Some Quotes from Warren Buffett’s 27 Feb 2017 CNBC Interview, Warren Buffett about Apple

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Quick: Let me ask you a question. What would you put a bet on? Which company goes to $1 trill first: Apple or Berkshire Hathaway?

Buffett: Oh, I’d bet on Apple just ’cause they’ve got a stronger position.

Buffett: Well … I’ve been talking this way for quite a while, ever since the fall of 2008. I was a little early on that actually. But I don’t think you could time it. And we are not in a bubble territory or anything of the sort. Now, if interest rates were 7 or 8 percent then these prices would look exceptionally high. But you have to measure, you know, you measure everything against: interest rates, basically, and interest rates act like gravity on valuation. …

But measured against interest rates, stocks actually are on the cheap side compared to historic valuations. But the risk always is, is that — that interest rates go up a lot, and that brings stocks down.

Buffett: … We spent $14 billion with … we probably spent … since a little before the election, maybe. ‘Cause we were b — maybe $20 billion, even.

Buffett: I absolutely look at individual stocks. It has nothing to do what the Federal Reserve, it has nothing to do with the election.

What are the businesses? Should I assume it’s Apple and the airlines, based on what we’ve seen?

Buffett: I think that’s a good guess.

Buffett: You know, we could change our mind tomorrow and all of that, but we have not bought Apple in the last … well, since the earnings report came out because it shot up some then.

 

Apple Chart in USD (Nasdaq)

Chart_apple.PNG

Note: I recommend to read the whole section about Apple

Note 2: here is the report (link)

Buffett: You know, we could change our mind tomorrow and all of that, but we have not bought Apple in the last … well, since the earnings report came out because it shot up some then. But we would have, one of the fellows in the office has about 10 million shares, and I have for Berkshire’s account about 123 million. So, we got about 133 million shares.

 

Buffett: … If you look at the last 30 years you can look it up on the internet, I think there have been almost 100 airline bankruptcies. I mean, that is a lot. So it’s true that the airlines had a bad first century. I mean, they’re kinda like the Chicago Cubs, you know, everybody had a bad century now and then.

 

Buffett: It’s a very tough business because it’s got the marginal cost of a seat … is practically nothing. You have these huge fixed costs, and yet if you take one more person on there’s virtually no cost to it. So you’re very tempted to sell that last seat too cheap, and if you sell the last seat too cheap it becomes the first seat for, in a way, so it has- it has this dynamic to it. And unless the airlines operate in the well over 80 percent capacity — what kills ya is when they really have too many airplanes around.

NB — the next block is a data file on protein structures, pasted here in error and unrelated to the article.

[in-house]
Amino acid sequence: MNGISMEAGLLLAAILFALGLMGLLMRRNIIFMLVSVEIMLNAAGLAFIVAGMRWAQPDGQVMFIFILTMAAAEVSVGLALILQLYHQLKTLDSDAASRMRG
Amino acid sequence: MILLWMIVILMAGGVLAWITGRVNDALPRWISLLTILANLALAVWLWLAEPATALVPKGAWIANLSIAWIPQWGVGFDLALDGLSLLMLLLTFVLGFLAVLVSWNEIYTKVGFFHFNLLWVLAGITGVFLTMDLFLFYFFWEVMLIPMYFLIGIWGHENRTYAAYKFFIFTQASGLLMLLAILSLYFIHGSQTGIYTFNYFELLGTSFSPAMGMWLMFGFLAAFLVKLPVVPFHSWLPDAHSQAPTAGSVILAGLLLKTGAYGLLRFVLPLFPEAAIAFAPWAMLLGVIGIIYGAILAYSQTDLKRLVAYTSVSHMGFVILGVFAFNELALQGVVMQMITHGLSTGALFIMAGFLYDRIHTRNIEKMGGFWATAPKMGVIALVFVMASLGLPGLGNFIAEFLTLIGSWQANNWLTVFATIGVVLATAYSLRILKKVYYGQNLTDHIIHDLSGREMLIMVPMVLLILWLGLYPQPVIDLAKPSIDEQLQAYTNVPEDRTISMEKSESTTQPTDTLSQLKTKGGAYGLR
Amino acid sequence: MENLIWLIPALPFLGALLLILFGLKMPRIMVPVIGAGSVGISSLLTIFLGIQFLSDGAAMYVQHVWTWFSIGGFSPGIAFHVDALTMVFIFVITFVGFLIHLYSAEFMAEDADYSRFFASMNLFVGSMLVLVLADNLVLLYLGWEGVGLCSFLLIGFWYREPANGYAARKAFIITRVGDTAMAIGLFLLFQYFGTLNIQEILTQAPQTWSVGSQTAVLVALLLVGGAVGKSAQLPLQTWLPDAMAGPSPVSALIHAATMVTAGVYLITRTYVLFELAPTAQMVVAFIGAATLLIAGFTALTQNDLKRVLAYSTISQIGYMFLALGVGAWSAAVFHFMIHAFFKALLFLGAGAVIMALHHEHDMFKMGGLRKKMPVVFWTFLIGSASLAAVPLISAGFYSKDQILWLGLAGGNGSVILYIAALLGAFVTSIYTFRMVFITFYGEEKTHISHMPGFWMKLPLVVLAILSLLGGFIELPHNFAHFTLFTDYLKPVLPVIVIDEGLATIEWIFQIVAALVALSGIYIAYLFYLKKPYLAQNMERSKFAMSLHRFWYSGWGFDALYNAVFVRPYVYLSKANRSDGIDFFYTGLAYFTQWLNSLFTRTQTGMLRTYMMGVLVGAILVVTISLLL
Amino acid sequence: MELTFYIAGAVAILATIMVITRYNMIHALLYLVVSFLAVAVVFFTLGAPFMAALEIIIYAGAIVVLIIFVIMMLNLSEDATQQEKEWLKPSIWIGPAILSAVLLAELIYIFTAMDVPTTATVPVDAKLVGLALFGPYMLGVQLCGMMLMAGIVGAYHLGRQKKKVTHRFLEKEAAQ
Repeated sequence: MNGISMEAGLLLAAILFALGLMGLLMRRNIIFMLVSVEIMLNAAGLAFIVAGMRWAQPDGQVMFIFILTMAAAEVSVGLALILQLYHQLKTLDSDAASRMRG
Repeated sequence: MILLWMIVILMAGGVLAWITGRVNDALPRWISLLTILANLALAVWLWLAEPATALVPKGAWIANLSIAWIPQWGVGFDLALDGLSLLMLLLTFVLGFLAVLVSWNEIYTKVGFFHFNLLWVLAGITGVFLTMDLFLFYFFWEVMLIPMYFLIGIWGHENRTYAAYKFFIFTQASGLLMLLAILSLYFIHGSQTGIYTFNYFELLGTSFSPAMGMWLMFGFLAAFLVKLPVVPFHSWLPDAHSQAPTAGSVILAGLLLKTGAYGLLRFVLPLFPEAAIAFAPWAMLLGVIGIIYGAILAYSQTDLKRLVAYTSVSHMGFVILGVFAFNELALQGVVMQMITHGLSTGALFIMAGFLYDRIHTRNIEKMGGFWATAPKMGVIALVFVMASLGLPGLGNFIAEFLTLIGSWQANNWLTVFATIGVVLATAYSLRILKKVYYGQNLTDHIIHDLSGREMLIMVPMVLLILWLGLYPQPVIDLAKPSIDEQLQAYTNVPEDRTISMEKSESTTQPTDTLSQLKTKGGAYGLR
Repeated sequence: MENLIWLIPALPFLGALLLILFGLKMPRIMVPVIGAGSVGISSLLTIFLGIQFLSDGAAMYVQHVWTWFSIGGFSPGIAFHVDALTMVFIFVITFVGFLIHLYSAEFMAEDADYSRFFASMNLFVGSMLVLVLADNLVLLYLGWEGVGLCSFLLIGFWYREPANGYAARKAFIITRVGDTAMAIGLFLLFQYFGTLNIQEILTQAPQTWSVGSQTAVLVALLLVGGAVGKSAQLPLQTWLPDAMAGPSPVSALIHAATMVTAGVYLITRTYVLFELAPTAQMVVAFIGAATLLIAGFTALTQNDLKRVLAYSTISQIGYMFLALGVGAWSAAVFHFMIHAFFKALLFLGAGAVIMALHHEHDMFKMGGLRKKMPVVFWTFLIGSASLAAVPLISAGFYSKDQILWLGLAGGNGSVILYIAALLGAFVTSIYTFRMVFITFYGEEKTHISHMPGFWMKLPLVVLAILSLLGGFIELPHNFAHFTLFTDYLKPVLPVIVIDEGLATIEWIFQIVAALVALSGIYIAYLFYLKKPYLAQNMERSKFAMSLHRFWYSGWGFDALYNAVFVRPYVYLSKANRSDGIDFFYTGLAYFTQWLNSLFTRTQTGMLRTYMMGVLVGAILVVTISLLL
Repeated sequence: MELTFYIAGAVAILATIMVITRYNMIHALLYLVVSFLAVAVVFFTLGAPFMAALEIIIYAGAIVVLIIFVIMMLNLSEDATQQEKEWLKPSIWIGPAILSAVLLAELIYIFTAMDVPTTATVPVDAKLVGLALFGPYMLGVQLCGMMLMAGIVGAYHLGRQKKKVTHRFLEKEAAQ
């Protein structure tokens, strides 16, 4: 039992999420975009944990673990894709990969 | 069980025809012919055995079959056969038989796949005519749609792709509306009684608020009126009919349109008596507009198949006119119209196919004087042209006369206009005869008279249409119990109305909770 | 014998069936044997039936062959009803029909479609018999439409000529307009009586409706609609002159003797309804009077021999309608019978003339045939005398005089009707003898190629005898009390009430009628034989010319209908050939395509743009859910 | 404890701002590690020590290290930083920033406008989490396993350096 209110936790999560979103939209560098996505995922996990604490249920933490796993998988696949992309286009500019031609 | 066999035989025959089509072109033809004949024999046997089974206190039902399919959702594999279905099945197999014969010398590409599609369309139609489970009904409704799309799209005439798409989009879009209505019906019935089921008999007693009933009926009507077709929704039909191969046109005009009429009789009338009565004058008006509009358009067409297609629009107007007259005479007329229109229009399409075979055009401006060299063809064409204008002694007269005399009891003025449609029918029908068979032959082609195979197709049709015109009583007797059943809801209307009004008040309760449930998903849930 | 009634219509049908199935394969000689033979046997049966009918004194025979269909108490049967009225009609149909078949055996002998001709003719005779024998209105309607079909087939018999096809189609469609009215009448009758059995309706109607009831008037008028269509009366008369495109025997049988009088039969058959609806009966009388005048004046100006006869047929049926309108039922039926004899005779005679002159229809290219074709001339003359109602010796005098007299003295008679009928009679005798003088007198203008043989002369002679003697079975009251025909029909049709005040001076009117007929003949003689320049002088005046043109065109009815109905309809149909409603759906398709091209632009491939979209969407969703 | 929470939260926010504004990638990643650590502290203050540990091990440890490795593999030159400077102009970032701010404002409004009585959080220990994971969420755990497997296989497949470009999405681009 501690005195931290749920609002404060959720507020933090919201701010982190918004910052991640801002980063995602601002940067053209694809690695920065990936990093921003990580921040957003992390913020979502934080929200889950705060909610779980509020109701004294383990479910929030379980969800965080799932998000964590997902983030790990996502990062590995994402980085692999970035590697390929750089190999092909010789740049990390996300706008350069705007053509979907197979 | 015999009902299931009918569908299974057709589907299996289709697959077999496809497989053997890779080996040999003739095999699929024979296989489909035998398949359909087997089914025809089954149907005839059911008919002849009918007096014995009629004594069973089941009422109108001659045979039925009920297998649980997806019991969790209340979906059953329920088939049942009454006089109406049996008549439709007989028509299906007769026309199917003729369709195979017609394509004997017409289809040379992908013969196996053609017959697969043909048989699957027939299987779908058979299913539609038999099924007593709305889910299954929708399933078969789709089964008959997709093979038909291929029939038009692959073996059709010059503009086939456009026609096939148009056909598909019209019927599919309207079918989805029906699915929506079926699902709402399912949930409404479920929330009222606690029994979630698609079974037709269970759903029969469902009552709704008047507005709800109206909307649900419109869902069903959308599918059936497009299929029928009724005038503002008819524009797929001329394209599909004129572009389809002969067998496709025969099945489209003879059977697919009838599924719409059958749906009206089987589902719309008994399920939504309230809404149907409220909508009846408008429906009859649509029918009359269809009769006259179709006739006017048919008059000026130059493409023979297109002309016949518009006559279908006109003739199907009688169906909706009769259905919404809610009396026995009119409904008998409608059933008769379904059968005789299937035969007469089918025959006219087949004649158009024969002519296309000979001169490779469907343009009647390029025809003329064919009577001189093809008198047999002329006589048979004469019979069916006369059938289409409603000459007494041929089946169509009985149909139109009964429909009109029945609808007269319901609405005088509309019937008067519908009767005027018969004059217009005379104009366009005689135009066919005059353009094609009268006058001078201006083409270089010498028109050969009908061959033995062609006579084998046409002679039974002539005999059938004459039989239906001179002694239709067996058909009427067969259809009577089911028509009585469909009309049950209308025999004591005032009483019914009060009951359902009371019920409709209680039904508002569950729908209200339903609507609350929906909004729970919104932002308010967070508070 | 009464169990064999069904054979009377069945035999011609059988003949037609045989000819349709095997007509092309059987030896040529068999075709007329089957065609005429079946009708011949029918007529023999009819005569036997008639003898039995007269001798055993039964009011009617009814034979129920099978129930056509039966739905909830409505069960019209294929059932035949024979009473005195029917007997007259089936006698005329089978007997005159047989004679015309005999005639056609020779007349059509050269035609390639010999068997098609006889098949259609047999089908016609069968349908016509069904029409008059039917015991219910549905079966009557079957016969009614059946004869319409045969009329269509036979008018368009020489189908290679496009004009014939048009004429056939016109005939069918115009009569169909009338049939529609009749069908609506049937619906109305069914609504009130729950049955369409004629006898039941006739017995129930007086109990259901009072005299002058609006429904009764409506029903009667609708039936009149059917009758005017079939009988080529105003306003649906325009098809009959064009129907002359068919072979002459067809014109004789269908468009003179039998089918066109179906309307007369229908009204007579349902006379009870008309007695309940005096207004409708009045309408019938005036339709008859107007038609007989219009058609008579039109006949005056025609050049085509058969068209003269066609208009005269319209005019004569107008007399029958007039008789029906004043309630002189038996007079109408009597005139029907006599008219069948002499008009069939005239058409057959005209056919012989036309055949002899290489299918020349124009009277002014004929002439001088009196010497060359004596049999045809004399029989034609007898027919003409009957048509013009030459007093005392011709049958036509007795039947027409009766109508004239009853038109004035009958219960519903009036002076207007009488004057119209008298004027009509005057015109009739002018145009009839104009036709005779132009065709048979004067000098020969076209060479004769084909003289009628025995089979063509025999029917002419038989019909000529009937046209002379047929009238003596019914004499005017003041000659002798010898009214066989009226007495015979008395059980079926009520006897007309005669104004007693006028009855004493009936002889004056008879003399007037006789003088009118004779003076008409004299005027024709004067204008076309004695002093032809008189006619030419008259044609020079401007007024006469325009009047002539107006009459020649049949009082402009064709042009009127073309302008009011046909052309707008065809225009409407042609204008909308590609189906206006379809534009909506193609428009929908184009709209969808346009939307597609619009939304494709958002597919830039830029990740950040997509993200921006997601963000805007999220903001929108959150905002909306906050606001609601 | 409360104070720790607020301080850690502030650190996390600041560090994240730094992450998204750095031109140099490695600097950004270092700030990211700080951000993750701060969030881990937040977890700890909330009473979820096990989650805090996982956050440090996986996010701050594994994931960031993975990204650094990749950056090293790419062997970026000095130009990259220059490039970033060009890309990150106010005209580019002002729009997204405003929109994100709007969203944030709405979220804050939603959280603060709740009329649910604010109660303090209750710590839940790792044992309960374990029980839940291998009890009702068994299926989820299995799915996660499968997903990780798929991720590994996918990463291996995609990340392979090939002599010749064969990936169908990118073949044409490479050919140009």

Quick: What did you ultimately end up making on Dow Chemical shares.

Buffett: we ended up making about a billion dollars and plus we had an 8.5 percent coupon those years.

 

Buffett: Yeah. Joe, in 1951, I proposed to my wife. And my father-in-law was the most conservative guy in Nebraska except maybe for my dad. My father-in-law said, “I want to have a talk with you.” So I went over to his house to have a talk. And he sat there and he said, “Warren,” he says, “I just want to absolve you from any worries. You’re going to fail. And the reason you’re going to fail – my daughter may starve to death and you’re going to fail, but I’m not going to blame you because it’s because the Democrats are in and they’re all Communists.”

 

But Alex Behring, who’s chairman of Kraft Heinz, and part of the 3G operation with Jorge Paulo and they and I agreed on making a friendly offer for Unilever if they were open to it. And Alex Behring went over to London, I don’t know how long ago, maybe four weeks ago or whenever it would have been, and met with their CEO and had a conversation. And he brought up the idea of possibly making an offer late in the conversation. And he didn’t get a yes, he didn’t get a no, he got perfectly polite conversation. And the CEO actually Greg Abel of Berkshire, knowing him 20 years ago I mean, we had nothing but good reports about him. We felt fine about it. So Alex came back and said that he hadn’t been thrown out. And so would we want to go ahead? So we went to see him again maybe two weeks later. And he had a letter that was an outline of a deal, which he thought if he got a neutral response, he would give

 

Buffett: Well, I think that Freddie and Fannie were broke in September of 2008, and they were a big cause of what happened in that month. They were the first of the really big dominoes. I mean Bear Stearns had been some months earlier, but those were huge dominoes, huge dominoes. Holdings of their paper around the world and everything else. And they were broke…

 

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